By Wan Saiful Wan Jan, for Sin Chew Daily, 25 March 2017

It is unfortunate that the debate on China’s investments into Malaysia has become overly politicised lately.  China’s interest in Malaysia, and this region generally, is complex, and it deserves a more analytical treatment than the banality afforded to it by some politicians and commentators.

An environment that invites genuine foreign investments is a good thing.  Opening our markets for investors and entrepreneurs will bring prosperity to the population.  This is proven time after time by many researches.

One good study is the annual Economic Freedom of the World Report.  The report is produced by the Economic Freedom Network, led by a team at Canada’s Fraser Institute and supported by think tanks from almost 100 countries.  Last year the study examined 159 countries.  Just like in previous years the study found that higher level of economic freedom correlates positively with many important indicators such as income per capita, economic growth, poverty reduction, and civil and political freedom.  In other words, higher economic freedom comes hand in hand with other types of freedom and progress that many of us aspire to.

In that sense, it is great to see the arrival of China’s investments and we should be happy with the growing economic relationship.  Economic relationship with China is not new.  Being part of ASEAN, Malaysia has enjoyed growing relationship with China for quite some time.  The relationship became stronger when the ASEAN-China Free Trade Agreement (ACFTA) came into force on 1 January 2010.  China has also taken further steps to enhance the relationship by establishing the China-ASEAN Investment Cooperation Fund in 2013.  And, China’s three policy banks – China Development Bank, the China Eximbank and the Agricultural Development Bank of China – whose role is to support the Chinese government’s policy objectives, have also been actively funding China’s investment into the ASEAN region.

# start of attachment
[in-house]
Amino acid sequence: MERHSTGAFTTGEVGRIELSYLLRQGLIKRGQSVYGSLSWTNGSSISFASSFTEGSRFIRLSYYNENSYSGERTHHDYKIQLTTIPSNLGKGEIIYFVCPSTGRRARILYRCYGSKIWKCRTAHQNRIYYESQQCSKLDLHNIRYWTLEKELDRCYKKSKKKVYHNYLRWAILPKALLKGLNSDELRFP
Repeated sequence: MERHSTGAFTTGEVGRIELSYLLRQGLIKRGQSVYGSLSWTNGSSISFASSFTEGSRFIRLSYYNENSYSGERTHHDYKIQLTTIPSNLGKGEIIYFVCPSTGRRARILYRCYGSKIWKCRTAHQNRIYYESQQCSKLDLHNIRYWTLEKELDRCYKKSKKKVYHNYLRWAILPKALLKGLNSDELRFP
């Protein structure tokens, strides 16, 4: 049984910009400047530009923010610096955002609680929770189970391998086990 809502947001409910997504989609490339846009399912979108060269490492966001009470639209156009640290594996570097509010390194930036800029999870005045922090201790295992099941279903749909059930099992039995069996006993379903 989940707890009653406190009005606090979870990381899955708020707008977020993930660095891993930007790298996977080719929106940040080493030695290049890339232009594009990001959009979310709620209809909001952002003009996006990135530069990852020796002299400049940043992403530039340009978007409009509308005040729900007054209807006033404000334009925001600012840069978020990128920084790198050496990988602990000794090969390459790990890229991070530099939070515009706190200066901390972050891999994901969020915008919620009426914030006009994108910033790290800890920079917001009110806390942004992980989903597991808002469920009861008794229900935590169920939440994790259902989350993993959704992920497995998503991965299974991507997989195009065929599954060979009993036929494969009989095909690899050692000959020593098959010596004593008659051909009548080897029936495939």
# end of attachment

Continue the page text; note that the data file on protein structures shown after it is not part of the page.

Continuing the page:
As a result, Chinese investment into ASEAN has significantly increased.  In the early days of the ACFTA it was already the largest free trade area in the world with a combined population of 1.94 billion and combined GDP of more than USD 9 trillion.  Today the relationship is much stronger and the flow of money from China is on the increase.  Interestingly the relationship has evolved from straightforward trading to more investments, with the arrival of Chinese companies to build massive infrastructure in ASEAN countries, including Malaysia.

China seems happy to make those investments, as it fits nicely into their diplomatic interests.  Their attitude has been consistent, including when they established the Asian Infrastructure Investment Bank (AIIB) and announced their One Belt One Road (OBOR) agenda.  Both emphasise connectivity, and good connectivity requires good infrastructure in all the target countries.